Licensing is a major part of the global chess game that is minerals exploration. With shifting rules around picking up and working ground being one of the biggest factors in opening up potential for billion-dollar discoveries.
And this week it looks like things are getting favorable in one off-the-path locale. Which has the right rocks to yield some important finds in both copper and gold.
The Middle Eastern nation of Oman.
Local press in that country reported Sunday that significant progress is being made on a modern licensing regime for exploration. With key advisors to the government taking some important steps to support activity over the coming years.
That’s happening because Oman is currently in the process of overhauling its minerals sector. In a bid to diversify the economy and capitalize on the country’s known prospectivity.
And high-level officials in the local mining sector — who are advising on the changing exploration rules — made some critical recommendations this week. Urging the government to implement speedy processing of mineral applications under the new regime.
These advisors correctly noted that a clear and simple path to license approval is needed to make projects in Oman attractive. With these professionals cautioning the government that processing should take no more than three to six months.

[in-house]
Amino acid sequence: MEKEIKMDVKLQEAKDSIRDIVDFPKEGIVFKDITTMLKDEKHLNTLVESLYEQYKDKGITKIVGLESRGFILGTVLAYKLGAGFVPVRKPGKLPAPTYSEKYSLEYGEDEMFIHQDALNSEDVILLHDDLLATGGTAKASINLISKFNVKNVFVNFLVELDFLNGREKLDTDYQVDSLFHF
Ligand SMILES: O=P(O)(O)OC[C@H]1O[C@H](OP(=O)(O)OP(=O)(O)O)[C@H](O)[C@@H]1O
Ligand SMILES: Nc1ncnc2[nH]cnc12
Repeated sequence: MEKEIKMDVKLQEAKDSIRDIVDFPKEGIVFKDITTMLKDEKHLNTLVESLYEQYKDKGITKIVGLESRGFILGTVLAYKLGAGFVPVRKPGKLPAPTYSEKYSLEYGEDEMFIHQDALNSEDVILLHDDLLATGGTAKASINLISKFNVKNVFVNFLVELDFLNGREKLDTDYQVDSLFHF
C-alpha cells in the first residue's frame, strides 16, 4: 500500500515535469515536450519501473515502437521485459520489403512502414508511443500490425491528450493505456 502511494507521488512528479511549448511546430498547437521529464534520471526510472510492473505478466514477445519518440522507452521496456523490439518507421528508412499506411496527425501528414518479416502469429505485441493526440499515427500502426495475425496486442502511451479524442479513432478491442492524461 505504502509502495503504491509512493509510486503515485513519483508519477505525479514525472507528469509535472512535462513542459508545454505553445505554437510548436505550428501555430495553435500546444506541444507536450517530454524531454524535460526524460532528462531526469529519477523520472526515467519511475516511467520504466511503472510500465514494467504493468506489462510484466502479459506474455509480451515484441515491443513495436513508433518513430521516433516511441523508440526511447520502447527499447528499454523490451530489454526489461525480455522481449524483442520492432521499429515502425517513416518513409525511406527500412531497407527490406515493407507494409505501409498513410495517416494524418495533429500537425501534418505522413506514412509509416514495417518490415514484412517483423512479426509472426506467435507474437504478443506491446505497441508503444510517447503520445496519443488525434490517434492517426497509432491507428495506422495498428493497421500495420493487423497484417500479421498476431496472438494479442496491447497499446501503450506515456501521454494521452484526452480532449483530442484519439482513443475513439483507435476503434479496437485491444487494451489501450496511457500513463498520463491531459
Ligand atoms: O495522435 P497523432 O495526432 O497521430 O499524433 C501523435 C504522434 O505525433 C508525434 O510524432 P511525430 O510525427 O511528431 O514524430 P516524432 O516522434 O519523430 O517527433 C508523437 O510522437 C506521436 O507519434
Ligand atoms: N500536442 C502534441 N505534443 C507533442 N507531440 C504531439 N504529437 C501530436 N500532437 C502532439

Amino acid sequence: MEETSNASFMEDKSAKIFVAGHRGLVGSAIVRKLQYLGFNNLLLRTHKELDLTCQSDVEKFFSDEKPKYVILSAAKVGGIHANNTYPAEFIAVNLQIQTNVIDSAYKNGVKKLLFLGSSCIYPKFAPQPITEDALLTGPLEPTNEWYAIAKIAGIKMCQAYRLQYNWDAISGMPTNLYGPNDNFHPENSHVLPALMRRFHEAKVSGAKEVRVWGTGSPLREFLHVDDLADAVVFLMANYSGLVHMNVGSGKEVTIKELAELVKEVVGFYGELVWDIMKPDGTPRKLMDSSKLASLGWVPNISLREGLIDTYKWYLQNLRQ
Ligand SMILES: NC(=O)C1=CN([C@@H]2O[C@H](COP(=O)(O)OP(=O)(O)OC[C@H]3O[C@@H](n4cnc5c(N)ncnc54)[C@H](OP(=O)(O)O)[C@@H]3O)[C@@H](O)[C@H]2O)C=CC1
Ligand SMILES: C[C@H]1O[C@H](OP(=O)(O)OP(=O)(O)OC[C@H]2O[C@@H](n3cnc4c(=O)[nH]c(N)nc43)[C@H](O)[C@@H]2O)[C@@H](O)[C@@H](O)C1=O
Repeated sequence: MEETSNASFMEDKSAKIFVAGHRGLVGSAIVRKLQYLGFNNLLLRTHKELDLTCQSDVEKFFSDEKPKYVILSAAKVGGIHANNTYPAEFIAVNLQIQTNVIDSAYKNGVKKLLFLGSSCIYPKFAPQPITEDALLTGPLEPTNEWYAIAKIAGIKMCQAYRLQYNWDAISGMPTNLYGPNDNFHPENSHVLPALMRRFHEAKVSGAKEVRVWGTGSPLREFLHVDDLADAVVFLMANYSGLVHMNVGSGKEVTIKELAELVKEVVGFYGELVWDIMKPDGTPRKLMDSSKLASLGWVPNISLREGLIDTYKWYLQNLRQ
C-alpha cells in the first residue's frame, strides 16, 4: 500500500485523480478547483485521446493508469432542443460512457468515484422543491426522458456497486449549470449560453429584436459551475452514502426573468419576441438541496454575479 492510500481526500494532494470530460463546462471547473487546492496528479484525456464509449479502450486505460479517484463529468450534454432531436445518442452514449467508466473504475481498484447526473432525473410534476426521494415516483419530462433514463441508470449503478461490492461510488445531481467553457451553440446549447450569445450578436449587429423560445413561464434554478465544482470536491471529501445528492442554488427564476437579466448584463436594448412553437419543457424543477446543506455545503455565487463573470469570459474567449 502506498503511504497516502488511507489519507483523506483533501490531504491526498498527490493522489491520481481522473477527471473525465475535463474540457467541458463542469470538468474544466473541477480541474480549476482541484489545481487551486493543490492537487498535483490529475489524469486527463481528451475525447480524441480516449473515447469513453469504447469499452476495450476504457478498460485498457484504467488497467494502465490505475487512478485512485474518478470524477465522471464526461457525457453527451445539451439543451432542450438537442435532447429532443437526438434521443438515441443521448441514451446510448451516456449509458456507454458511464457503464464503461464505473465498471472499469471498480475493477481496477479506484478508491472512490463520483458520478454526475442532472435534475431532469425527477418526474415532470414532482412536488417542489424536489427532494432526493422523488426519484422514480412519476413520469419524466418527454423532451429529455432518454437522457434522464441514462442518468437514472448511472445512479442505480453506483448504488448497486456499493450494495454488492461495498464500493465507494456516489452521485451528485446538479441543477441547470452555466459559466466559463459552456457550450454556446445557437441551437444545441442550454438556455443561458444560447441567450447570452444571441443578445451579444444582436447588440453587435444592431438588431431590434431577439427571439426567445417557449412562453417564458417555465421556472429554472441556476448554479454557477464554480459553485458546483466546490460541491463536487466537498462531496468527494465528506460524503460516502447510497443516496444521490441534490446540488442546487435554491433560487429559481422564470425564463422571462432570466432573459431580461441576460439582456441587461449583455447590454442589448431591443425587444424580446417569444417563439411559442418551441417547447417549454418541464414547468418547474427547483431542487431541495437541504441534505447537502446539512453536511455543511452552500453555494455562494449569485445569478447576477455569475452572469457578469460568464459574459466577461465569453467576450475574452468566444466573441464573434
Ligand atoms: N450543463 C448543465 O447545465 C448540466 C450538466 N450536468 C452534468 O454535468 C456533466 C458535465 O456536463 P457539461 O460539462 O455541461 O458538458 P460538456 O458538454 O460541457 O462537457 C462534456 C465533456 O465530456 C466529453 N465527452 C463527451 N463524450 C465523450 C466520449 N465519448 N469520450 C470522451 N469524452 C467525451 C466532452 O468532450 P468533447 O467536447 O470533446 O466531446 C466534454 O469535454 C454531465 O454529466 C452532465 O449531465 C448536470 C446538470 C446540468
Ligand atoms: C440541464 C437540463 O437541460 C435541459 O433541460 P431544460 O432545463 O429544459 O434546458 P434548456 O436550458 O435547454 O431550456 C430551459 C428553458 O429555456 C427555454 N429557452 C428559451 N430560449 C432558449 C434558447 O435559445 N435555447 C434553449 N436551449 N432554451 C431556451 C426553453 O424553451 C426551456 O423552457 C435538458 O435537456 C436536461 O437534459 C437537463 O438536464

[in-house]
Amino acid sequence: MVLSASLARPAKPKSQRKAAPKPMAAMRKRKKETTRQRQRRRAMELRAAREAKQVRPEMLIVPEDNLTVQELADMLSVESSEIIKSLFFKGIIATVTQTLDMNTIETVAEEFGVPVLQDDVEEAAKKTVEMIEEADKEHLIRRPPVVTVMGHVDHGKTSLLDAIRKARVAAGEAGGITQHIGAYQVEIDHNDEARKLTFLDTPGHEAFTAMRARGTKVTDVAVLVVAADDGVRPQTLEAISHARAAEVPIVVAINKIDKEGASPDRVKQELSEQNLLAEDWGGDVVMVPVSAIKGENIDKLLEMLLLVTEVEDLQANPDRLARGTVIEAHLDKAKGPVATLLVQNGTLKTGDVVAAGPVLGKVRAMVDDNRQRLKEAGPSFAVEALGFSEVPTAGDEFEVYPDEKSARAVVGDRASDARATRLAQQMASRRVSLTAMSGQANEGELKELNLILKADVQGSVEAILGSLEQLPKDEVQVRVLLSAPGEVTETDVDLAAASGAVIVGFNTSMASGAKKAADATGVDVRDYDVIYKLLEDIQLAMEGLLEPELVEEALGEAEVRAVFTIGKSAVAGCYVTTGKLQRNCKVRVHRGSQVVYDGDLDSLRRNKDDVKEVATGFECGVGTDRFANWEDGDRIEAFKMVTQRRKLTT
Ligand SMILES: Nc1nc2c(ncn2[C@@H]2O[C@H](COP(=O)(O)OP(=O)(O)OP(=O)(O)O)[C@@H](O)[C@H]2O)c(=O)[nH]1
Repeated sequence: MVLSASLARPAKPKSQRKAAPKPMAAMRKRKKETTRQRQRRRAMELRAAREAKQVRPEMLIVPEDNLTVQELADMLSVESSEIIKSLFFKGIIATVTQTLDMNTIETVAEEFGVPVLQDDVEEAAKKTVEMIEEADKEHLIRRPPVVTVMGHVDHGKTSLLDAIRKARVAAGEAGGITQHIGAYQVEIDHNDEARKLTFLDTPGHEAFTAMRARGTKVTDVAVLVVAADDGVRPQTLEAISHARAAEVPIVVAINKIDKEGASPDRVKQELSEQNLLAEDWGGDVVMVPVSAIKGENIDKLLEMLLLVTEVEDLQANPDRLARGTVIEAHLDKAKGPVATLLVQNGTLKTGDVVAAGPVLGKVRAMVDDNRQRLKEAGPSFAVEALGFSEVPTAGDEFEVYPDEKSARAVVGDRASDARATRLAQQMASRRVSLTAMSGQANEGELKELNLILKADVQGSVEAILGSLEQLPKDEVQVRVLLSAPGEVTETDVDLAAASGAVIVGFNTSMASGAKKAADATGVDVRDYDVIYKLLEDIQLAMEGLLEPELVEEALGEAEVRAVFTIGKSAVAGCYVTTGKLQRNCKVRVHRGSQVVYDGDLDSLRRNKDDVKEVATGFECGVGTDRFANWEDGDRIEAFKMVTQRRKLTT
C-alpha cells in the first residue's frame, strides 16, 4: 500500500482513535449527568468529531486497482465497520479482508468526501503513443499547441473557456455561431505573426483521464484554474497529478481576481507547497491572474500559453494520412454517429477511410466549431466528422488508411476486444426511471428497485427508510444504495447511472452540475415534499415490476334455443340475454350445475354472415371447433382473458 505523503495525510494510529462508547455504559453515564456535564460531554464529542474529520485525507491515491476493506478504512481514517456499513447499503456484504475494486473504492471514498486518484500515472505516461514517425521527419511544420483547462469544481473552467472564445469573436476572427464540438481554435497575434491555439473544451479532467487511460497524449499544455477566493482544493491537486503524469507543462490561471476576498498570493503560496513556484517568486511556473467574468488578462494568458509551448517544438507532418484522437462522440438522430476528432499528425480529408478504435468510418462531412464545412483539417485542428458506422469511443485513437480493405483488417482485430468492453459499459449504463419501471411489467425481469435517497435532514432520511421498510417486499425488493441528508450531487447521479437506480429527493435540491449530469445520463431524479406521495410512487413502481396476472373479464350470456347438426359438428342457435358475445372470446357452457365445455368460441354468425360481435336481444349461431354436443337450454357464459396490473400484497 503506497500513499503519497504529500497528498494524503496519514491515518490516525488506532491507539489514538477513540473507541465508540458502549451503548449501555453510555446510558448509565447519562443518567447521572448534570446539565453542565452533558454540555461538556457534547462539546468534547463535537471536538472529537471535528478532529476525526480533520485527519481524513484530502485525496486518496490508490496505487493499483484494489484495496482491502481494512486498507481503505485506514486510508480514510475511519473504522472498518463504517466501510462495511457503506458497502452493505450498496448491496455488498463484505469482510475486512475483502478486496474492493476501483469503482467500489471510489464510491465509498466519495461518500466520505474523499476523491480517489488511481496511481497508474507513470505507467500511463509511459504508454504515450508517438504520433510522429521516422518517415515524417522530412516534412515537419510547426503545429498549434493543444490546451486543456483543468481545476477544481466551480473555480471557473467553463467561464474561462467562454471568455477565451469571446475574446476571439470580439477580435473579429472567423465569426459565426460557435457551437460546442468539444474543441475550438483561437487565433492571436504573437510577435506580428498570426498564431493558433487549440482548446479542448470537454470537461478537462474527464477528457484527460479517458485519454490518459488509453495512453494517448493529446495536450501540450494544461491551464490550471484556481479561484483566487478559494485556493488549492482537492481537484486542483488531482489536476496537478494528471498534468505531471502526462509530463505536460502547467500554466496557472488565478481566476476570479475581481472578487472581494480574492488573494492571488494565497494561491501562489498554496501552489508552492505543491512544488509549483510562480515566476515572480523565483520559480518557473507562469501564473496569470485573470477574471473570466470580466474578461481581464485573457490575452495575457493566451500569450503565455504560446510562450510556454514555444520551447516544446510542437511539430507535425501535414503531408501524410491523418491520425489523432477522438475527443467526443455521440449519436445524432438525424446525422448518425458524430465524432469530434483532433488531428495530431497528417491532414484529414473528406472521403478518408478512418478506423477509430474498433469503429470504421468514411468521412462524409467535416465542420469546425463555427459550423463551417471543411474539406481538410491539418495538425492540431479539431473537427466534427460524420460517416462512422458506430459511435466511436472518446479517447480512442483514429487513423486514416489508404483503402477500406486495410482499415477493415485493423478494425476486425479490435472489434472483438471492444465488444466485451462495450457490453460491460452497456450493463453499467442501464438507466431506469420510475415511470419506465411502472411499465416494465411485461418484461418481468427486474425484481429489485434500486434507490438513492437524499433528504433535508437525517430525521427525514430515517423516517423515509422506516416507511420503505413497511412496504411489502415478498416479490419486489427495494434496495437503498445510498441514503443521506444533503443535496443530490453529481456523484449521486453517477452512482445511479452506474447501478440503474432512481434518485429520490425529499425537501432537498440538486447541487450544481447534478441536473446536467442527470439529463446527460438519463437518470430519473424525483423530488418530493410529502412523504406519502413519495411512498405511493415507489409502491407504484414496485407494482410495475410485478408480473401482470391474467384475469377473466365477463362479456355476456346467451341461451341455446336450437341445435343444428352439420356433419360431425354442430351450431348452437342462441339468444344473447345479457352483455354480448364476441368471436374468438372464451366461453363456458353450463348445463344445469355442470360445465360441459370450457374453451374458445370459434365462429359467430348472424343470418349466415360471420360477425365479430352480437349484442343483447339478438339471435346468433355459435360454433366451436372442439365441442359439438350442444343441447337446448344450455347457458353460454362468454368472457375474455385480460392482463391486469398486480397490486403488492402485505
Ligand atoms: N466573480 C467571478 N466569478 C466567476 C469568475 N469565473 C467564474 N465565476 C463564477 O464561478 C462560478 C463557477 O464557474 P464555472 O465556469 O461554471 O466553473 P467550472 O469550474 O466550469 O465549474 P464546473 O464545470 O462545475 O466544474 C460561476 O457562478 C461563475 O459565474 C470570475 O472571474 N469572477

If such suggestions do get taken up by the government, it would bring Oman’s exploration industry into the modern age. And represent a very interesting opportunity for global project developers — given the country’s prime positioning in regard to other known minerals destinations. Related: India Plans Merger Of 13 State-Run Firms Into Oil Giant
As the map below shows, Oman lies alongside the world-class copper and gold fields of southeastern Iran. The country is also along strike from numerous prospective deposits in Yemen.
(Click to enlarge)
Given the low level of historic work here, there’s a lot of room to run. Watch for more announcements on the new licensing regime leading up to a planned minerals conference in Oman during January 2017.
Here’s to speedy service.
By Dave Forest
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